A set of rules developed by Lone Warrior Editor Rich Barbuto has been added to this website. The rules cover the period from the American War of Independence through the War of 1812.
“From Bunker Hill to New Orleans” is on the Complete Rule Sets page.
By Rob Morgan
A long way back in time, in 1971, Airfix Magazine carried a photograph of one of these immensely long-serving two seaters in the World War II camouflage and markings of Goering’s Luftwaffe. A letter followed from C.M. Rice of Devon explaining that the Germans captured a number, one comment suggests around 20, of these sturdy reliable planes from the French Armee de l’Air in 1940, and pressed them into service. Rice stated that photos of these captured ‘Harvards’ are to be found in ‘’Dora Kurfurst und Rote XIII” newly provided with German markings at the base at Goppingen in November 1941.
Given the fact that this aircraft was ordered by the RAF in 1938, and that the last of them flew in South African service in late 1995, and that they appear in a host of films disguised as everything from Zeros to Sturmoviks, I wondered? Could the German, captured Harvards be used in a wargame as clandestine raiders, possibly? They carried bombs often in Greek, Syrian, RAF and other colours. Why not use them as Luftwaffe undercover attackers? The, I suspect, long out-of-print novel “KG 200” by Gilman and Clive prods me into thinking this could be a useful solo wargame ploy. I know that the post-war German Air Force employed a large number of these T-6’s in the 1950s, but I wondered if any reader knew more about their WWII predecessors?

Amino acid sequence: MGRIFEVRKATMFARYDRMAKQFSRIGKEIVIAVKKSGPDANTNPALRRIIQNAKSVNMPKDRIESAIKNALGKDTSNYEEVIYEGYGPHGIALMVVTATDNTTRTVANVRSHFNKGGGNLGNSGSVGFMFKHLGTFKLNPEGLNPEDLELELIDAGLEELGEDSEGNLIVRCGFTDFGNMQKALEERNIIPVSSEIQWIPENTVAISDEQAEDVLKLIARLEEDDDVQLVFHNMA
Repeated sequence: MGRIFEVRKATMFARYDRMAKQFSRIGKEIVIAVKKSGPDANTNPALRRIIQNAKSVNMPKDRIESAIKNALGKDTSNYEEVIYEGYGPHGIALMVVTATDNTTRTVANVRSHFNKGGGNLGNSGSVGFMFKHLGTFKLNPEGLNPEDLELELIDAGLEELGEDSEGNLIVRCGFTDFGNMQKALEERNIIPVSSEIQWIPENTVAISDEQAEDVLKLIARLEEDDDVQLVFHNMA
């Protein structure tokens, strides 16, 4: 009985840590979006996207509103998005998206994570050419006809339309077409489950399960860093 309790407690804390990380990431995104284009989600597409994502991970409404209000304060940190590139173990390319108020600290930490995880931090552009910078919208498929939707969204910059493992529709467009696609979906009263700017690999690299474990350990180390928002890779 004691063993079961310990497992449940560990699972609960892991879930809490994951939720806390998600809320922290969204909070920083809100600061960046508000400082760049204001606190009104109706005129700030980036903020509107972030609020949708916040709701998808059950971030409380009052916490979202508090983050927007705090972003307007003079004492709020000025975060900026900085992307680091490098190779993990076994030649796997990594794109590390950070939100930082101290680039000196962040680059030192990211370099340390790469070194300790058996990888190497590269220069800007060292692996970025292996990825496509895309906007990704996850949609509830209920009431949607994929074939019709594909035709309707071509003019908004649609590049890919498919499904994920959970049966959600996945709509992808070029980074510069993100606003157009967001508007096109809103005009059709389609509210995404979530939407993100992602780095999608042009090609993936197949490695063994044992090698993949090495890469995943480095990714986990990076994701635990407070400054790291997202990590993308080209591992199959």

Jonathan Aird has taken another look at a Neil Thomas classic, “Wargaming: An Introduction.”
His review is on the Reviews page.
A set of rules for a board or miniatures game about the Battle of Waterloo has now been added. The rules are by George Knapp and include design notes to explain how the game is meant to work and reflect the realities of the battle.
It’s on the Complete Rule Sets page.
The first sample article for the New Year from previous issues of Lone Warrior has now been added. This entry is from Paul Le Long and features some of his experiences using the “To The Strongest” rules. He describes his solo experience with the rules, as well as an outing to a gaming get-together that also featured TTS games.
It’s on the Sample Articles page.
By Rob Morgan
The Times is often a source of sound information on military developments, and, in late October, it carried an article by Shashank Joshi, the defence editor of The Economist magazine. Entitled “Attack of the drones shouldn’t kill off tanks,” it considers some recent developments in warfare which certainly have relevance for wargamers. He describes “cheap Turkish drones” mauling enemy tanks and weapons in Libya and Syria, and quotes independent estimates that these drones combined with Israeli “loitering munitions” had destroyed or disabled more than 160 Armenian tanks. The source reports that on one single day earlier in October, in Nagorno-Karabakh, Armenia lost 50 AFVs.
Joshi makes a sound proposition for the capabilities of the new generation of drones, facing expensive, but small fleets of jets and squadrons of armour which are usually designed to take out similar opposition to themselves, and not bat away small hordes of cheap “bugs.” The emphasis is on the fact that air defence remains vital in modern wars, and that size still matters and technology doesn’t always substitute for mass.